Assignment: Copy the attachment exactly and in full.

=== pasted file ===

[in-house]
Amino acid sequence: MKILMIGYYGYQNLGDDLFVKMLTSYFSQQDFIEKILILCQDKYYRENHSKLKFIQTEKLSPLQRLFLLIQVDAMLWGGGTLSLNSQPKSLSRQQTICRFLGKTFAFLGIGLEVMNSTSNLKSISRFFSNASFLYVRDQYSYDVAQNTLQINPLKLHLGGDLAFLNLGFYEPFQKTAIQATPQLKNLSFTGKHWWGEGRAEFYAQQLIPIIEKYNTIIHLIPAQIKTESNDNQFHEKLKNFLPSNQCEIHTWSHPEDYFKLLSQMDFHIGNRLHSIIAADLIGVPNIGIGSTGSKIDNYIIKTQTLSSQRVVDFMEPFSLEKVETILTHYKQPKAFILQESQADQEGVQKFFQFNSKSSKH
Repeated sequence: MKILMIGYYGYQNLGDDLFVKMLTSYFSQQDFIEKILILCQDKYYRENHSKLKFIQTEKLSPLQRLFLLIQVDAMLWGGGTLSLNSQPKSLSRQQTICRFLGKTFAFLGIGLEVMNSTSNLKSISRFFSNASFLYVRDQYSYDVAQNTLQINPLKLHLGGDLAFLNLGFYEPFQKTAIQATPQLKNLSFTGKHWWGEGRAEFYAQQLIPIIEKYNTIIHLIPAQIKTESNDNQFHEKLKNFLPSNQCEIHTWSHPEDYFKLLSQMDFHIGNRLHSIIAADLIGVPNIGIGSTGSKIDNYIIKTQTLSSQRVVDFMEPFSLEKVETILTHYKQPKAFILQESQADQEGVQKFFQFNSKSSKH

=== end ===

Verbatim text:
[in-house]
Amino acid sequence: MKILMIGYYGYQNLGDDLFVKMLTSYFSQQDFIEKILILCQDKYYRENHSKLKFIQTEKLSPLQRLFLLIQVDAMLWGGGTLSLNSQPKSLSRQQTICRFLGKTFAFLGIGLEVMNSTSNLKSISRFFSNASFLYVRDQYSYDVAQNTLQINPLKLHLGGDLAFLNLGFYEPFQKTAIQATPQLKNLSFTGKHWWGEGRAEFYAQQLIPIIEKYNTIIHLIPAQIKTESNDNQFHEKLKNFLPSNQCEIHTWSHPEDYFKLLSQMDFHIGNRLHSIIAADLIGVPNIGIGSTGSKIDNYIIKTQTLSSQRVVDFMEPFSLEKVETILTHYKQPKAFILQESQADQEGVQKFFQFNSKSSKH
Repeated sequence: MKILMIGYYGYQNLGDDLFVKMLTSYFSQQDFIEKILILCQDKYYRENHSKLKFIQTEKLSPLQRLFLLIQVDAMLWGGGTLSLNSQPKSLSRQQTICRFLGKTFAFLGIGLEVMNSTSNLKSISRFFSNASFLYVRDQYSYDVAQNTLQINPLKLHLGGDLAFLNLGFYEPFQKTAIQATPQLKNLSFTGKHWWGEGRAEFYAQQLIPIIEKYNTIIHLIPAQIKTESNDNQFHEKLKNFLPSNQCEIHTWSHPEDYFKLLSQMDFHIGNRLHSIIAADLIGVPNIGIGSTGSKIDNYIIKTQTLSSQRVVDFMEPFSLEKVETILTHYKQPKAFILQESQADQEGVQKFFQFNSKSSKH